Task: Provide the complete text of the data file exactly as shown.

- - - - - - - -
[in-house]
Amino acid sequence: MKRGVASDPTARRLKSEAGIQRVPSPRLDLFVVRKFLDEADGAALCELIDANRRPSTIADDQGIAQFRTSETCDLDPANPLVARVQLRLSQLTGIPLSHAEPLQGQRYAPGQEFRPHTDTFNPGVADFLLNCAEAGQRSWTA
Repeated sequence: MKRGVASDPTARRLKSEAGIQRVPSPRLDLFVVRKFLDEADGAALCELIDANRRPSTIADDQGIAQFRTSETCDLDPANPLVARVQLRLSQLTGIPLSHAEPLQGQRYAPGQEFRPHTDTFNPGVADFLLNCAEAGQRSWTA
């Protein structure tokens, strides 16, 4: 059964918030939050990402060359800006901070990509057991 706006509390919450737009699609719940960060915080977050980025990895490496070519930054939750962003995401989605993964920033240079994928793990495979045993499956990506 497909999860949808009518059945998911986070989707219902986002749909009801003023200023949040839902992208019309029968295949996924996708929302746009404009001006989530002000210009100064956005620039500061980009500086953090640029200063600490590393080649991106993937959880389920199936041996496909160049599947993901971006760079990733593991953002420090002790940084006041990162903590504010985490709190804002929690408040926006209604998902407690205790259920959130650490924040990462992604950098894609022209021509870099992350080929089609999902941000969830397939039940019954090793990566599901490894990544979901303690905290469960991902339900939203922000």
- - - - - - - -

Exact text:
[in-house]
Amino acid sequence: MKRGVASDPTARRLKSEAGIQRVPSPRLDLFVVRKFLDEADGAALCELIDANRRPSTIADDQGIAQFRTSETCDLDPANPLVARVQLRLSQLTGIPLSHAEPLQGQRYAPGQEFRPHTDTFNPGVADFLLNCAEAGQRSWTA
Repeated sequence: MKRGVASDPTARRLKSEAGIQRVPSPRLDLFVVRKFLDEADGAALCELIDANRRPSTIADDQGIAQFRTSETCDLDPANPLVARVQLRLSQLTGIPLSHAEPLQGQRYAPGQEFRPHTDTFNPGVADFLLNCAEAGQRSWTA
């Protein structure tokens, strides 16, 4: 059964918030939050990402060359800006901070990509057991 706006509390919450737009699609719940960060915080977050980025990895490496070519930054939750962003995401989605993964920033240079994928793990495979045993499956990506 497909999860949808009518059945998911986070989707219902986002749909009801003023200023949040839902992208019309029968295949996924996708929302746009404009001006989530002000210009100064956005620039500061980009500086953090640029200063600490590393080649991106993937959880389920199936041996496909160049599947993901971006760079990733593991953002420090002790940084006041990162903590504010985490709190804002929690408040926006209604998902407690205790259920959130650490924040990462992604950098894609022209021509870099992350080929089609999902941000969830397939039940019954090793990566599901490894990544979901303690905290469960991902339900939203922000």